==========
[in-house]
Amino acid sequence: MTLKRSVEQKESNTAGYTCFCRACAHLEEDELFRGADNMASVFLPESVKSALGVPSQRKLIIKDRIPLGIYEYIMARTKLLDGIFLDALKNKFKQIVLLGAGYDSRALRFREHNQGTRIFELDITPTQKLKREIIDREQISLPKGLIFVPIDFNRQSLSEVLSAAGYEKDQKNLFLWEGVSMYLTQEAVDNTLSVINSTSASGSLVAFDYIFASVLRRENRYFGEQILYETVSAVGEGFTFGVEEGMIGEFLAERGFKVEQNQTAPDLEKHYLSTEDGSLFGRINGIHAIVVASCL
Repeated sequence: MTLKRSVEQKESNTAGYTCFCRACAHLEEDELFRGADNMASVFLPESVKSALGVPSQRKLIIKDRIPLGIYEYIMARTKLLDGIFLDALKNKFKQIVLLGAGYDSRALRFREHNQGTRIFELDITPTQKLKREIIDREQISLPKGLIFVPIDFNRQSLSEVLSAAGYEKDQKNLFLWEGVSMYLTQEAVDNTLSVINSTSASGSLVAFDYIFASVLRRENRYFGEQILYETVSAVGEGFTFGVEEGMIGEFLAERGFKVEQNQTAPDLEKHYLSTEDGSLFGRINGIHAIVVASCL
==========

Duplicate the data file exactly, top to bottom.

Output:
[in-house]
Amino acid sequence: MTLKRSVEQKESNTAGYTCFCRACAHLEEDELFRGADNMASVFLPESVKSALGVPSQRKLIIKDRIPLGIYEYIMARTKLLDGIFLDALKNKFKQIVLLGAGYDSRALRFREHNQGTRIFELDITPTQKLKREIIDREQISLPKGLIFVPIDFNRQSLSEVLSAAGYEKDQKNLFLWEGVSMYLTQEAVDNTLSVINSTSASGSLVAFDYIFASVLRRENRYFGEQILYETVSAVGEGFTFGVEEGMIGEFLAERGFKVEQNQTAPDLEKHYLSTEDGSLFGRINGIHAIVVASCL
Repeated sequence: MTLKRSVEQKESNTAGYTCFCRACAHLEEDELFRGADNMASVFLPESVKSALGVPSQRKLIIKDRIPLGIYEYIMARTKLLDGIFLDALKNKFKQIVLLGAGYDSRALRFREHNQGTRIFELDITPTQKLKREIIDREQISLPKGLIFVPIDFNRQSLSEVLSAAGYEKDQKNLFLWEGVSMYLTQEAVDNTLSVINSTSASGSLVAFDYIFASVLRRENRYFGEQILYETVSAVGEGFTFGVEEGMIGEFLAERGFKVEQNQTAPDLEKHYLSTEDGSLFGRINGIHAIVVASCL